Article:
Alright, I’m going to be asking for audience participation on this one. I’ve got a few questions about shamanism and the actual day to day effects thereof that I’d like some clarification on, if folks are willing to answer.
First off, I want to make it very clear that I’m not intending disrespect with any of these. There are some things that I’ve heard from people who have practiced shamanism that, quite frankly, I question. And although spirit work isn’t exactly the same, I hear similar things from spirit workers about the effects of their own relationships to the gods and spirits. Over the past half year or so–pretty much since I started heeding the pushing and shoving towards shamanism–I’ve run into more modern shamans and spirit workers who have the attitudes I’m going to discuss, and in the interest of trying to figure out what to expect, I’m asking for clarification on the whys of these perspectives. Additionally, it’s better than sitting here and making assumptions about thigs I haven’t yet experienced.
–Being a shaman will ruin your life.
I know some of this stems from the shaman sickness, the illness that comes of ignoring the call to be a shaman. I can’t say I’ve ever been deathly ill. I occasionally get asthma from acid reflux, but I do that entirely to myself through stress. The most impressive surgery I ever had was having a benign tumor removed from my hip when I was seventeen (it took all of ten minutes, or so I was told). I don’t have any immune disorders, and I outgrew my allergies once I became an adult (and even at their worst they just gave me sinus infections a couple times a year). Mentally, the most I deal with is depression from time to time, and nothing severe enough to warrant drugging myself.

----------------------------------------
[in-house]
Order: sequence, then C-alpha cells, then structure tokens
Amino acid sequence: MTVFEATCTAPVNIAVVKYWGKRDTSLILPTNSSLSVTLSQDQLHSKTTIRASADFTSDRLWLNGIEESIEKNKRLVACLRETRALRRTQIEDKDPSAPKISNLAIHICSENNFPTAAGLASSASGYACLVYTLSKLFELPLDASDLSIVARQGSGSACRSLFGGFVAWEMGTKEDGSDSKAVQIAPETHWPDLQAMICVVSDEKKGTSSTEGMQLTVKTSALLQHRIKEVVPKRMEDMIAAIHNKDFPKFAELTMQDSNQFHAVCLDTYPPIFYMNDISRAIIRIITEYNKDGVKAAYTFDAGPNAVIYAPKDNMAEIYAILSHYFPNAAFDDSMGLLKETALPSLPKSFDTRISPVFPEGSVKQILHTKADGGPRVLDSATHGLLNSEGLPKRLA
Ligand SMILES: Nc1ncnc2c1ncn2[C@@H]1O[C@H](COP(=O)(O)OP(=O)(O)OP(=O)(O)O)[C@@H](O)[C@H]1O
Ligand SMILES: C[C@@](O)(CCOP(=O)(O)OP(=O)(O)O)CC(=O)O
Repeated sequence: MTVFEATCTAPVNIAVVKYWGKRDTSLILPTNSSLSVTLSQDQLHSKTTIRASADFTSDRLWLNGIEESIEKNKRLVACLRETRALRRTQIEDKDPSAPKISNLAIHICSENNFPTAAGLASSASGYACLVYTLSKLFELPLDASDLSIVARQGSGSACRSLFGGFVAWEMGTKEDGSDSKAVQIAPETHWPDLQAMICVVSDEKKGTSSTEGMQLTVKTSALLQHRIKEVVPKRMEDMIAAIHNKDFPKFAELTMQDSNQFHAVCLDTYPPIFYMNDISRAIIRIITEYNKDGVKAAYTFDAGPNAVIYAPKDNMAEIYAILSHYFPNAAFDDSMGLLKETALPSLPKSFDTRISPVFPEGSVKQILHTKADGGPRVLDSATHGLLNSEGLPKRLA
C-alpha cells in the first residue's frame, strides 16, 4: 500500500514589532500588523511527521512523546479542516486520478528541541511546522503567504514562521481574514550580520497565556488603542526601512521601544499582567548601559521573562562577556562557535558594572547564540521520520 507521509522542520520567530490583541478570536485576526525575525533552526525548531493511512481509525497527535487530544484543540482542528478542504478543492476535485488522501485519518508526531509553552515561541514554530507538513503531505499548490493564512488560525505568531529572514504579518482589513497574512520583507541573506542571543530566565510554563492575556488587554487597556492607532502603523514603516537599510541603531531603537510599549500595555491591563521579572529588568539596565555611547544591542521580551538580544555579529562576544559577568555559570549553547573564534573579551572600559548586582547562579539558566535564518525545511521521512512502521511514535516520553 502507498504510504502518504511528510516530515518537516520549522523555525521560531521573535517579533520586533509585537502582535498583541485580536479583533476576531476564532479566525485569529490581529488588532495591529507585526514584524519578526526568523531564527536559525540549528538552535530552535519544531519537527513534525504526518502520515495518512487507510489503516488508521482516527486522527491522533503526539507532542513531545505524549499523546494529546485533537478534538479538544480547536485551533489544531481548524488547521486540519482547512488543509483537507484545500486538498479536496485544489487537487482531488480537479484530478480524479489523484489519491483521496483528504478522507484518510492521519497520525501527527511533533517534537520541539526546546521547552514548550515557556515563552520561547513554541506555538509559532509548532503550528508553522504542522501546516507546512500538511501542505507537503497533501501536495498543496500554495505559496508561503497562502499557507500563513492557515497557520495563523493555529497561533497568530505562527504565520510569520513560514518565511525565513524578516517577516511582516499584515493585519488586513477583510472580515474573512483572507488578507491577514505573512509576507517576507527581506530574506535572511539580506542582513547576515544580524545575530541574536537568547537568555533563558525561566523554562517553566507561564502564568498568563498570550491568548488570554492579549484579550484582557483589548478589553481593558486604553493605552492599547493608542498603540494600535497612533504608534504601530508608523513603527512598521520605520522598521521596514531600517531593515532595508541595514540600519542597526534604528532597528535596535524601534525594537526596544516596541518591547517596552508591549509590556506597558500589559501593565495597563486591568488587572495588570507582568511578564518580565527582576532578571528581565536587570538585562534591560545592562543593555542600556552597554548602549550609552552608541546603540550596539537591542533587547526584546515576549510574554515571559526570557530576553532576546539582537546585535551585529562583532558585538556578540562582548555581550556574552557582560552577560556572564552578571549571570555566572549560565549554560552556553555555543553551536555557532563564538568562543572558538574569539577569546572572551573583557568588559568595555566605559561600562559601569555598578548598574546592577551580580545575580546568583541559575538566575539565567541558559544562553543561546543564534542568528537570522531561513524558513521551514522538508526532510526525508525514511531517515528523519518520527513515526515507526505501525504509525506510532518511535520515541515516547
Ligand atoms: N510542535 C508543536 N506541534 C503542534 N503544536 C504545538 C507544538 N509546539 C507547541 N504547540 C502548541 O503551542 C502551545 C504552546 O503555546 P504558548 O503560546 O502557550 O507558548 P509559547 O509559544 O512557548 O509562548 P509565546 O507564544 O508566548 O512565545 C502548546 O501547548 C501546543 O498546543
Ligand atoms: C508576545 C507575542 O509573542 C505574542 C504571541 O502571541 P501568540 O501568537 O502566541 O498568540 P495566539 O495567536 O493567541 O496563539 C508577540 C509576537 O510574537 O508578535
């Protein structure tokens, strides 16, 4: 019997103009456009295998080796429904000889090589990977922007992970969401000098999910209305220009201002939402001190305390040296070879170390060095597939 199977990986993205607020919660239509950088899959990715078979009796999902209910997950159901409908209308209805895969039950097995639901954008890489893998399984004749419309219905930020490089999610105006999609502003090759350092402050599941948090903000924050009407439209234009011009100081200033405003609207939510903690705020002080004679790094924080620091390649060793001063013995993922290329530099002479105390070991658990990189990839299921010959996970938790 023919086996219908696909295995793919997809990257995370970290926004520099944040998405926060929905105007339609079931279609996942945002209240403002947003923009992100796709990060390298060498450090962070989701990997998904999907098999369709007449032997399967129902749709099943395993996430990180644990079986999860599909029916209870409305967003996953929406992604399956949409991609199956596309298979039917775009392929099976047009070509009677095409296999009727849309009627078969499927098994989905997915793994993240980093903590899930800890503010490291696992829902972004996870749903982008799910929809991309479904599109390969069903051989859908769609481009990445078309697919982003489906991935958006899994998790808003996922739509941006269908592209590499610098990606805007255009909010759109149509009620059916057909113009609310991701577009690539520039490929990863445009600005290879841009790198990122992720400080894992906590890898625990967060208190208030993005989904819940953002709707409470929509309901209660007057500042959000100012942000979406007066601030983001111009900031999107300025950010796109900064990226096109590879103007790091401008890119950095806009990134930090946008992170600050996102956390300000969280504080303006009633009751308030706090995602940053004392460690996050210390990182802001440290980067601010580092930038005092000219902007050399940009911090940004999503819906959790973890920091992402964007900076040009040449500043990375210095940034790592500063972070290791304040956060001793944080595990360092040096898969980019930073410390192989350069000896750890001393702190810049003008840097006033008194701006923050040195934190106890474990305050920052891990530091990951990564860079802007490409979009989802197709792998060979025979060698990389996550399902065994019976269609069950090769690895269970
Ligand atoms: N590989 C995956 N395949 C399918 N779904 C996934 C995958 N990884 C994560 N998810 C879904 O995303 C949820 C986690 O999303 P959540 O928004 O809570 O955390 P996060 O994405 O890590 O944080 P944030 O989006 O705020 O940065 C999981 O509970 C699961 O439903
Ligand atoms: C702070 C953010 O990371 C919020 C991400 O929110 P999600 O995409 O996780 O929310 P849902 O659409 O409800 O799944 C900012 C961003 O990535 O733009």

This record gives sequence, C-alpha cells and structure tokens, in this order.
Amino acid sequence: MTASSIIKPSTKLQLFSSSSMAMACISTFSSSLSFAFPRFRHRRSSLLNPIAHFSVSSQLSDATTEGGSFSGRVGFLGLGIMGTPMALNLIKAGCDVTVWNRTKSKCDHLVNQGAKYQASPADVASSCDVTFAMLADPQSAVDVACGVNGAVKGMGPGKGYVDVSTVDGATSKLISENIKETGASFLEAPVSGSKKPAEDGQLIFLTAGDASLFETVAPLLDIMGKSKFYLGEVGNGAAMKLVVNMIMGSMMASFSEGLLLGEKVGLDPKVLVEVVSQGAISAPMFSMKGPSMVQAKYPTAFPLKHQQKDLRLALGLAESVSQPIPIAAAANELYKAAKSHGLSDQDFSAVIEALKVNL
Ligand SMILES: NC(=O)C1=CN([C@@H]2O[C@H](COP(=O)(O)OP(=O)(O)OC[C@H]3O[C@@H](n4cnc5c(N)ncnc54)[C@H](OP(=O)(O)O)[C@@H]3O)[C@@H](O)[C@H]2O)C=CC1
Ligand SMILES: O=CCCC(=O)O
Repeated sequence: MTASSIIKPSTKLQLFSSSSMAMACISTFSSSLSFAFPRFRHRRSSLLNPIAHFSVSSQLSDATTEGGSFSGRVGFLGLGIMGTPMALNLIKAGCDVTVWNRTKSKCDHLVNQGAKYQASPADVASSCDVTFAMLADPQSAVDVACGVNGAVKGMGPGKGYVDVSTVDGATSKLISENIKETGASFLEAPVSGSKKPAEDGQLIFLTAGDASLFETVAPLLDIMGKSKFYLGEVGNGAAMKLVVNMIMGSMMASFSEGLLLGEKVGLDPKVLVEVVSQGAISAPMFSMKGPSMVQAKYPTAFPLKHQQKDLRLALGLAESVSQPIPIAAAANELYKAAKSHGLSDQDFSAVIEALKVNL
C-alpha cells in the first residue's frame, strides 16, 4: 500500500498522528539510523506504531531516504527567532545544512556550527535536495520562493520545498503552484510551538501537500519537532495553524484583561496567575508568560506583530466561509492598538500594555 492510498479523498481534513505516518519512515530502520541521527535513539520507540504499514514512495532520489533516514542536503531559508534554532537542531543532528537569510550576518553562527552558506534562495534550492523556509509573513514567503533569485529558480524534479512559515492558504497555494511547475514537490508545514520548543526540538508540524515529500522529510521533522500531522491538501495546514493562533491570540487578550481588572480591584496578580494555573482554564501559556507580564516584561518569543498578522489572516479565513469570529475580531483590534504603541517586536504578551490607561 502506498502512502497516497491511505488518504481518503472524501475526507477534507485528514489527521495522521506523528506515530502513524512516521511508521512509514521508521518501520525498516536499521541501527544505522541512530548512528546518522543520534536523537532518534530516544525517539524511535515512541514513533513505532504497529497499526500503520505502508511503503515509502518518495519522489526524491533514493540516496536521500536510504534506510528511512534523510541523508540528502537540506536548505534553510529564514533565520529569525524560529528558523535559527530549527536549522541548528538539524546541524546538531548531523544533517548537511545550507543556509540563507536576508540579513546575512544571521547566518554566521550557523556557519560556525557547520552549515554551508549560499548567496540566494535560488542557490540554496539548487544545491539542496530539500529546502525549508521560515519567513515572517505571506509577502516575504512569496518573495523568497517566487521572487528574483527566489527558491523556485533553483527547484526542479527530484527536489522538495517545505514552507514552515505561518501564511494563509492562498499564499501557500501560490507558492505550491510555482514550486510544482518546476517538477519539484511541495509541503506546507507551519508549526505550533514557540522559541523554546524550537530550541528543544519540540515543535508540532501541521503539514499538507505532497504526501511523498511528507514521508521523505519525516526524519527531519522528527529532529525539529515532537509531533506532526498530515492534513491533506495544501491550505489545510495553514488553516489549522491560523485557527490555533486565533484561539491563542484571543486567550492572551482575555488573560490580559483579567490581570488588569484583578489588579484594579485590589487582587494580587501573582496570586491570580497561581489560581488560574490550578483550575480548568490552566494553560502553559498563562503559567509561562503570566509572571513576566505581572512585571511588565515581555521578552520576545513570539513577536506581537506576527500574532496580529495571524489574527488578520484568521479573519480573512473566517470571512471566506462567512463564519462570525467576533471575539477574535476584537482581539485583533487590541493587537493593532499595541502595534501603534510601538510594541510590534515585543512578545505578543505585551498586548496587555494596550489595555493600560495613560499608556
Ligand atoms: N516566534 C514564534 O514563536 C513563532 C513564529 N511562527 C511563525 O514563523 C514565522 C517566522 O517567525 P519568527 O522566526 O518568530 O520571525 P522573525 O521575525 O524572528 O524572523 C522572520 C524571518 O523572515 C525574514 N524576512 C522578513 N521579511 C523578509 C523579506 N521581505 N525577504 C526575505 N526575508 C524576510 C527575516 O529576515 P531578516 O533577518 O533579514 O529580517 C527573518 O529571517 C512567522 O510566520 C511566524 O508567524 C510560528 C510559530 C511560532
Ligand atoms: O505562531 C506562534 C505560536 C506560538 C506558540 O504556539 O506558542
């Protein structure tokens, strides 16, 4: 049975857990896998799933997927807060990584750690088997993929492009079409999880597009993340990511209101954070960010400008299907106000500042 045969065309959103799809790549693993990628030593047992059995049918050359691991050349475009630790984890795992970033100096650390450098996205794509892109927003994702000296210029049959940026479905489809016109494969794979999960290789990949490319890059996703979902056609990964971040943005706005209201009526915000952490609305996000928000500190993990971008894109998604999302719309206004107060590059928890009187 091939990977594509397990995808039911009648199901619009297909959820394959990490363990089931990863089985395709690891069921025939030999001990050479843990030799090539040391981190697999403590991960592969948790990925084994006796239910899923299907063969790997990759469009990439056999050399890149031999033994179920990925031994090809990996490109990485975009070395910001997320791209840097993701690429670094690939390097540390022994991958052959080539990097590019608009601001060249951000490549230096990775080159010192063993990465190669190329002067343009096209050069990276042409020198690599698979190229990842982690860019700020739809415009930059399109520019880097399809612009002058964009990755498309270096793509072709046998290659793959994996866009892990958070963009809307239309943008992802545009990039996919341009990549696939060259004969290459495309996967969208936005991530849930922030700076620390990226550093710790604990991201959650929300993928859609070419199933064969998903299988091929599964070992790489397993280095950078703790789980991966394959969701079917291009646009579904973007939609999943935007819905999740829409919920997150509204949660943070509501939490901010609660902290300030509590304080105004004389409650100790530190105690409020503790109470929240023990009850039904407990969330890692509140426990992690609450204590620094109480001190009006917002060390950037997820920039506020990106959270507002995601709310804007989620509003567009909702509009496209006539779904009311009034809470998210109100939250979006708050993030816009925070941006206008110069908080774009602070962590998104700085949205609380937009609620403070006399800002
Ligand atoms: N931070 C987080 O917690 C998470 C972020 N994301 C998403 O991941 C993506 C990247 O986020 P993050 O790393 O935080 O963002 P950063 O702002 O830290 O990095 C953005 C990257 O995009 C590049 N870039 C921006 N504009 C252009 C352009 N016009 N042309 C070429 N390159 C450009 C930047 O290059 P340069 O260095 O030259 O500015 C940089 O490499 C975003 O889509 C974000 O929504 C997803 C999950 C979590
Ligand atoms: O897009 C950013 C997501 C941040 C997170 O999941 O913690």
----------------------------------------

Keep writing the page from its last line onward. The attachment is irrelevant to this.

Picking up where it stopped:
As far as my personal life, it’s pretty good. I’m happily married; we’ve had our differences, to be sure, and there were times we really wondered what the hell we were doing, but we got through every situation and came out the better for it both as individuals and as a couple. I won’t say I’m the absolute bestest friend you’ll ever have in the whole wide world, but I do have a decent social life. I have a good job (though the schedule sucks right now) and I don’t have much trouble finding new contracts. Plus I have a good side career as a small-press author and editor, as well as artist.
So should I expect to lose all of that once I get into the meat of shamanism? Should I count on getting divorced, losing my job, going into debt, and having my health fall to pieces? Or do the trials I’ve been through count towards my total amount of suffering (like the eight month period in 2004 where I got dumped twice, moved three times, totalled my car, went into one of my worse cases of depression, and otherwise had my life explode?) Is it possible to be a shaman and still have a healthy mundane life? Or should I just give up on trying?
–The gods/spirits are bigger than we are, therefore we have to lie down and take whatever they give, whether we consent to it or not.
I see this a lot in classic mythology–the gods can be real bastards. However, this view of the Divine tends to be a minority in modern paganism. That doesn’t mean that it’s wrong, but if the deities are living beings who are aware of the changes in the world, at least to the point that they understand that 21st Century United States culture is not the same as ancient Greece or paleolithic France, would they not also understand that how humans approach deities has changed as well?